The anticipated social cost of disclosing a rejection experience

Erdem O. Meral*, Yvette Osch, Dongning Ren, Eric Dijk, Ilja van Beest

*Corresponding author for this work

Research output: Contribution to journalArticleScientificpeer-review

4 Citations (Scopus)
96 Downloads (Pure)

Abstract

Social rejection is a negative experience. Disclosing this experience to others may be beneficial for the target but may also entail costs if the audience reacts negatively. Across five pre-registered studies (N = 1120), we investigated how people may feel an urge to disclose a certain hypothetical rejection experience, but, depending on anticipated costs and benefits, may be reluctant to do so. The results reveal that when considering disclosing this rejection experience (a) targets anticipate social costs rather than benefits, and audiences indeed devalue such targets who disclose that they were rejected; (b) targets feel the urge to talk about this experience yet feel reluctant to do so; and (c) targets see disclosing to a close other as less risky, hence mitigating the conflicting urge and reluctance to talk. These findings suggest that people view disclosing a rejection experience as risky and perhaps not as the best coping strategy.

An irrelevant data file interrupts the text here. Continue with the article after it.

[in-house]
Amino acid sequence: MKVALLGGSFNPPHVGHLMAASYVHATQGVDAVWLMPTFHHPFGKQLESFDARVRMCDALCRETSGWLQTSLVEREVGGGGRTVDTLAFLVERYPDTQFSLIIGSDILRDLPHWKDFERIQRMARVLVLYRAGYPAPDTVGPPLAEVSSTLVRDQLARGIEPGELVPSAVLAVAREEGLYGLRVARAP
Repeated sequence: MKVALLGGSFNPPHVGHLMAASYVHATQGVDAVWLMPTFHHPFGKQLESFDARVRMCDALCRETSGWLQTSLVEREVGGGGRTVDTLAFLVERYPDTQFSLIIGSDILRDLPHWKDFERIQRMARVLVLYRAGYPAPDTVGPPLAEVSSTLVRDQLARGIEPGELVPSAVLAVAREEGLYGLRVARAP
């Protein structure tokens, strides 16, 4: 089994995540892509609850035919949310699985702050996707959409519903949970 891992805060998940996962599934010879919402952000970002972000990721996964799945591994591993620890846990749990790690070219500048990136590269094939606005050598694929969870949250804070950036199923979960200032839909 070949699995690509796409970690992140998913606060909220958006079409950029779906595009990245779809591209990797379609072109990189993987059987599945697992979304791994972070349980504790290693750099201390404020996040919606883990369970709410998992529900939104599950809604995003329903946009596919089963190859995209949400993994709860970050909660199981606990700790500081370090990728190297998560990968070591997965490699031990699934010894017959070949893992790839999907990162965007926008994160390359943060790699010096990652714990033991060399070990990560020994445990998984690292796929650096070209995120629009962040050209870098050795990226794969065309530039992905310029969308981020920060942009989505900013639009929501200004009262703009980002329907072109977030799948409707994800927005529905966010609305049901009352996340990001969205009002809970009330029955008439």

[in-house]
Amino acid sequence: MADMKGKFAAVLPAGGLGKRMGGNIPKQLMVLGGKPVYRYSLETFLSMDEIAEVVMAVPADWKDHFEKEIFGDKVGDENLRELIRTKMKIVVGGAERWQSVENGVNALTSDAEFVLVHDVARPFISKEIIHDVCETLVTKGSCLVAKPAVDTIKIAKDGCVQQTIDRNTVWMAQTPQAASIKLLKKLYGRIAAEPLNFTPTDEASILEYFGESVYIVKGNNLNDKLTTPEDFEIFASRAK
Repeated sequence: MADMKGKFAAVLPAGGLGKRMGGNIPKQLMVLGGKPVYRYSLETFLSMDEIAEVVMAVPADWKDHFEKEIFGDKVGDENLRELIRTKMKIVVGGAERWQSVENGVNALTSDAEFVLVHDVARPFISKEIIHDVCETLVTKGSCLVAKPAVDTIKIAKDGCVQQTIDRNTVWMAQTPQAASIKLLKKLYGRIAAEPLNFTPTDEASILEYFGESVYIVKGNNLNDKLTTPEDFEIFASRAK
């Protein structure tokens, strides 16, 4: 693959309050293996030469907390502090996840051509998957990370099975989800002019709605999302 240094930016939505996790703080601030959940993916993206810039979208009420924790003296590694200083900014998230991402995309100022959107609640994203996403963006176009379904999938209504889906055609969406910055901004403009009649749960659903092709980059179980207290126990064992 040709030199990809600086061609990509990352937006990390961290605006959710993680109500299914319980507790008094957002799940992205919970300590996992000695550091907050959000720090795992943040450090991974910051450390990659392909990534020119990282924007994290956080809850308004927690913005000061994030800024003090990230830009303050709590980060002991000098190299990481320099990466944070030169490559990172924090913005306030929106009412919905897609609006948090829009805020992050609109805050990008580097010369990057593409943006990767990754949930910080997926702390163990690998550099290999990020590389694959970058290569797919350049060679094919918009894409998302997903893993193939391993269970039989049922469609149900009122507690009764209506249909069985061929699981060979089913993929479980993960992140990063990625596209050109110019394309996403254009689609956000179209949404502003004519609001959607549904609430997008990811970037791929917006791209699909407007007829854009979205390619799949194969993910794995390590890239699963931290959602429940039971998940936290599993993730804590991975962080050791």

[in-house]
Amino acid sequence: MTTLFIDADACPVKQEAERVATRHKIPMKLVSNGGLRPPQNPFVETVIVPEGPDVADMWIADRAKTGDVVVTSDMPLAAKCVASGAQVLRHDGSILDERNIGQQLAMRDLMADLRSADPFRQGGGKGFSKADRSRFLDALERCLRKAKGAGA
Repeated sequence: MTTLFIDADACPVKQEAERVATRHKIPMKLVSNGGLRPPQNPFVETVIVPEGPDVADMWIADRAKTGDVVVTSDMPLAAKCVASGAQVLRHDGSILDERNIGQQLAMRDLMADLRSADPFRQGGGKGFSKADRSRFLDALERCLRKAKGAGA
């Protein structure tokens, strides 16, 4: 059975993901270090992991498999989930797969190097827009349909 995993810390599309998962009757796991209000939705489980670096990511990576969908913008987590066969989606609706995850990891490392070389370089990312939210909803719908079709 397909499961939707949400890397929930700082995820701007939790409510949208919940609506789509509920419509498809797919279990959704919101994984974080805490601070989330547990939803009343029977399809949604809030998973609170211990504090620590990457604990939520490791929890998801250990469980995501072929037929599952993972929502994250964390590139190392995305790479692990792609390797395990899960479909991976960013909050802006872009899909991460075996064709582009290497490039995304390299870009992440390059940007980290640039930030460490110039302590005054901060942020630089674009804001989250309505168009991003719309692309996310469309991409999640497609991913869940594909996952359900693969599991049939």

Original languageEnglish
Pages (from-to)1181-1197
JournalEuropean Journal of Social Psychology
Volume51
Issue number7
DOIs
Publication statusPublished - 2021

Keywords

  • CLOSE RELATIONSHIPS
  • CONSEQUENCES
  • EXCLUSION
  • MODEL
  • NEED
  • OSTRACISM
  • OTHERS
  • PEOPLE
  • PSYCHOLOGICAL FLEXIBILITY
  • SELF-DISCLOSURE
  • benefit
  • cost
  • disclosure
  • rejection
  • reluctance
  • social-sharing
  • urge

Fingerprint

Dive into the research topics of 'The anticipated social cost of disclosing a rejection experience'. Together they form a unique fingerprint.

Cite this